A more descriptive title might be "The Lieutenant & the Librarian." Lt. Daniel Leary is a supernumerary diplomat and Adele Mundy, the Electoral Librarian, is the lone survivor of her family's political massacre on the planet Cinnabar. Leisurely at the beginning, once a coup unfolds, the action becomes fast and furious -- as well as clever and fun.

Moonseed Moonseed by Stephen Baxter
reviewed by Steven H Silver
It opens with a recounting of the Apollo 18 mission to Aristarchus and the explosion of Venus. Neither event seems to have a major impact on the lives of people on Earth. The rocks collected at Aristarchus are sealed in decontamination units by NASA for decades. One day, a small sample is spilled onto the ground...

Forthcoming Books Forthcoming Books
compiled by John O'Neill
Part of the joy of reviewing books is the occasional glimpse at a future title or two. And we don't think we're all that different from you. So, using the same format as our New Books and New Games sections, we've crafted a set of pages devoted to news and info on forthcoming books -- including work from Stephen R. Donaldson, George R.R. Martin, Bruce Sterling, and many others. We'll think you'll find it very interesting.

Series Review

The Chronicles of Scar The Chronicles of Scar by Ron Sarti
reviewed by Regina Lynn Preciado
This trilogy traces the evolution of young Prince Arn, also called Scar, from a frightened beggar to a cowardly prince to an unwilling hero and finally to a mature leader and man. Set on a ravaged world where electricity and other technologies are forbidden, and "dinosaurs" roam the swamps.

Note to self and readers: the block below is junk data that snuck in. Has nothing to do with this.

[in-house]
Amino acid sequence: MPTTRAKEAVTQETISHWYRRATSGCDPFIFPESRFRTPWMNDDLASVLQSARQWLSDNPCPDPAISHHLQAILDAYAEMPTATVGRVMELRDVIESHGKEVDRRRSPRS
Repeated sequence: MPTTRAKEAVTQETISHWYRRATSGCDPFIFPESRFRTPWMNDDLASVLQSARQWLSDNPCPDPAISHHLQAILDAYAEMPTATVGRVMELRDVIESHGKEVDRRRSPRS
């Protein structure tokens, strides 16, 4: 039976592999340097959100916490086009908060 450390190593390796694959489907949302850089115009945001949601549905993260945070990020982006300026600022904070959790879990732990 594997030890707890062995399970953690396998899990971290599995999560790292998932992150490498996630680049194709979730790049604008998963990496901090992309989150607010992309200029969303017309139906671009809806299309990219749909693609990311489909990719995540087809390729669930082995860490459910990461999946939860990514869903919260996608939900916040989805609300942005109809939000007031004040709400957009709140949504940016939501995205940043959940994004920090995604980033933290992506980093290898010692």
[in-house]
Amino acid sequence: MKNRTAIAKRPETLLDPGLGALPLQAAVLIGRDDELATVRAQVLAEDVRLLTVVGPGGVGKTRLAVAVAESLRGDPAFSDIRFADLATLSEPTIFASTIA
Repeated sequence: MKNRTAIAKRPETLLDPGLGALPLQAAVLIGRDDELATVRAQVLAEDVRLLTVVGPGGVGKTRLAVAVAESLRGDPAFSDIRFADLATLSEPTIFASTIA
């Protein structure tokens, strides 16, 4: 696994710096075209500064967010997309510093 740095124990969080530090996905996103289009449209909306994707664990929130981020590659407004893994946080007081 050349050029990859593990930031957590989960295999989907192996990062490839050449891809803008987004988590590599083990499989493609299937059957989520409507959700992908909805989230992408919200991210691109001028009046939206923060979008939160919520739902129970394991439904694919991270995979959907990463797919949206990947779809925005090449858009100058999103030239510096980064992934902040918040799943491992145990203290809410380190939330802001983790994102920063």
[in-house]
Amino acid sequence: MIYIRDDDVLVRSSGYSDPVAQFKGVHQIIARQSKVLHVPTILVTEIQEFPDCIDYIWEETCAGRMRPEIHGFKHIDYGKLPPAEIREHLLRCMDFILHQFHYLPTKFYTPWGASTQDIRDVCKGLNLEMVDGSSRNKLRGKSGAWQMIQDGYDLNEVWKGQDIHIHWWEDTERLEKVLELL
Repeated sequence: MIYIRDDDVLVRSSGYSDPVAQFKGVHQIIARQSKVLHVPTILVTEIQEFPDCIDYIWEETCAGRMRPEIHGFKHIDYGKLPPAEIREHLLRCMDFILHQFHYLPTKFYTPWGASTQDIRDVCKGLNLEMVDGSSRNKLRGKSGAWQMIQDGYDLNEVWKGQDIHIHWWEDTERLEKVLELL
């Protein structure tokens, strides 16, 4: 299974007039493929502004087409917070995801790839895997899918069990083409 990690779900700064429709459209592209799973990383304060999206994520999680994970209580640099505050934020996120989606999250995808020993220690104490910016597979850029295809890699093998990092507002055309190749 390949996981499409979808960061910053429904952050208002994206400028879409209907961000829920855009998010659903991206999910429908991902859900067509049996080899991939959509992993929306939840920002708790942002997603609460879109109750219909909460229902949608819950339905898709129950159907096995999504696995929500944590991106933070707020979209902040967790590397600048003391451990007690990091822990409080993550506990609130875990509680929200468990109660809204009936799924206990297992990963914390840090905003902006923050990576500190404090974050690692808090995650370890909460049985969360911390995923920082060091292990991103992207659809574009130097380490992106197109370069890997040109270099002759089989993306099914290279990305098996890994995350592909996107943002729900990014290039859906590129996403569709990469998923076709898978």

Bag of Bones Bag of Bones by Stephen King
reviewed by Pat Caven
It reads like Rebecca meets Bill Gates meets Kramer vs Kramer. For Pat, this novel served as an introduction into the famed Stephen King mystique. And after a year of reading Canadian literary writers, it was like being slapped in the face with a big wet fish.

Babylon 5.1: Televison Reviews Babylon 5.1
TV reviews by Rick Norwood
In his column, Rick reviews the two-part season premiere of Star Trek: Deep Space Nine, "Image in the Sand" and "Shadows and Symbols," and the premiere episode of Star Trek: Voyager, "Night."

First Novels

The Runelords: The Sum of All Men The Runelords: The Sum of All Men by David Farland
reviewed by Regina Lynn Preciado
In the first of this series, a renegade Runelord sets out to conquer his neighbouring kingdoms. But an even greater danger walks (or crawls) upon the land. It is a time of darkness, a time of sickness in the Earth itself. The humans' only hope for survival is the rebirth of the Earth King -- a legend almost forgotten, unknown even by the chosen heir.